Tue. Jun 18th, 2024

ESA lines up initial signatories for Zero Debris Charter

Tyler Mitchell By Tyler Mitchell Jun5,2024

WASHINGTON — A dozen countries have signed on to a charter developed by the European Space Agency to limit the creation of orbital debris, with potentially dozens of companies to follow soon.

ESA announced May 22 that 12 countries had signed the Zero Debris Charter, along with the agency itself: Austria, Belgium, Cyprus, Estonia, Germany, Lithuania, Poland, Portugal, Romania, Slovakia, Sweden and the United Kingdom. Nine of the countries are full members of ESA; Lithuania and Slovakia are associate members and Cyprus has a cooperation agreement with the agency.

ESA developed the Zero Debris Charter, a non-binding agreement, in response to a call by its member states at the 2022 ESA ministerial meeting to develop a “zero debris” approach to its missions, with the goal of no net addition of debris in orbit by 2030. The agency released a version of the charter for governments and companies to review at a European space summit meeting last November in Seville, Spain.

The two-page document calls on signatories to work towards a set of targets by 2030 intended to reduce debris. They include reducing the risks of a satellite creating debris through a collision or break up to no greater than 1-in-1,000 and keeping the risk of casualties on the ground caused by debris from a reentering satellite to “significantly” lower than 1-in-10,000. It also requests operators perform “timely” removal of satellites from low Earth orbit and the geostationary belt at the end of their lives with a probability of success of at least 99%, but does not specify how quickly satellites should be deorbited.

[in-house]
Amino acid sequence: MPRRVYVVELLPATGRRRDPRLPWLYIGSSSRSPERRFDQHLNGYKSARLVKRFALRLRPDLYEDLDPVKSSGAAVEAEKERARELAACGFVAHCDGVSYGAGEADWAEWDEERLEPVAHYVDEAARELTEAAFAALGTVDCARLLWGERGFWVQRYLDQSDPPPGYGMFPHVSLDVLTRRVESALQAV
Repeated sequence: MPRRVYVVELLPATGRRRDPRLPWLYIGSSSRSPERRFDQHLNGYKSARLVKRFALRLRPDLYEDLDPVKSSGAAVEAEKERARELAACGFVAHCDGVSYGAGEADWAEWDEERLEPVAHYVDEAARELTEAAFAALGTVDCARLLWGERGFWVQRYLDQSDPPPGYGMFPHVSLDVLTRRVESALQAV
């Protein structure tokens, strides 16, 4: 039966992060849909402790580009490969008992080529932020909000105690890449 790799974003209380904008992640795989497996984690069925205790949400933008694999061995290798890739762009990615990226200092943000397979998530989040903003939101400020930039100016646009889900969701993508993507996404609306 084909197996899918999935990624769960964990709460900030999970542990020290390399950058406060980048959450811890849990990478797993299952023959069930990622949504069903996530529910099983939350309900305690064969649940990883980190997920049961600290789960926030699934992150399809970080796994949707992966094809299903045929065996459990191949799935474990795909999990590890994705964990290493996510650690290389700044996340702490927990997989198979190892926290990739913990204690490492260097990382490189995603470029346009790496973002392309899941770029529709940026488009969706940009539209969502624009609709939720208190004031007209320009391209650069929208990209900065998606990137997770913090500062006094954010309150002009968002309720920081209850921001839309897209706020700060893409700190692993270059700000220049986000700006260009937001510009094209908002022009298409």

“The Zero Debris Charter signals Europe’s unwavering commitment to be a global leader on space debris mitigation and remediation, fostering collective action of a large community of space actors from all around the world,” said Quentin Verspieren, space safety program coordinator at ESA, in a statement. “The impact of the promise made today by these twelve countries on the sustainability of our future activities in space will be immense.”

ESA plans to follow up this signing, by national governments, with a second signing ceremony during the ILA Berlin air show in early June. “All together we have about 100 expressions of interest,” Josef Aschbacher, ESA director general, said in a May 28 interview. He declined to name any of the companies expected to sign the charter at the event but said “we have some very interesting companies that are lining up for this signing.”

The charter signing comes as the European Union is considering its first space law. The European Commission has yet to release the text of the law, which had been expected to be tabled earlier this year but is now not expected before the summer. That raised questions at a May 23 briefing after a Space Council meeting of ESA and EU member states about whether the law, which is rumored to include space sustainability provisions, might conflict with the Zero Debris Charter.

“I think it’s not either-or,” said Anna Christmann, German federal aerospace coordination and ESA ministerial council chair, at the briefing. She argued there was a role for the EU on a space law with space sustainability provisions. “But on the other hand, it’s very important that ESA is active on this going forward with, I think, really outstanding standards for zero debris.”

She added that the Zero Debris Charter was not limited to European countries. “I think there are two processes that really go together, aiming for the same goal, and it’s good that we see here the different roles that they can play.”

“This is, for me, a prime example of how the commission and ESA can very complementarily work together,” Aschbacher said at the briefing, noting the role of the European Commission on regulation and ESA’s roles in technology and raising awareness. He noted that he has already instructed ESA project managers that new missions will have to comply with provisions of the charter.

In the later interview, he said he could not comment on the proposed EU space law and any space sustainability provisions it might contain since he had not yet seen it. He said that ESA member states have already asked the agency for help interpreting the law once the draft is published to better understand how it might affect national space activities. “Certainly, there will be an impact of the space law on how we develop programs.”

Tyler Mitchell

By Tyler Mitchell

Tyler is a renowned journalist with years of experience covering a wide range of topics including politics, entertainment, and technology. His insightful analysis and compelling storytelling have made him a trusted source for breaking news and expert commentary.

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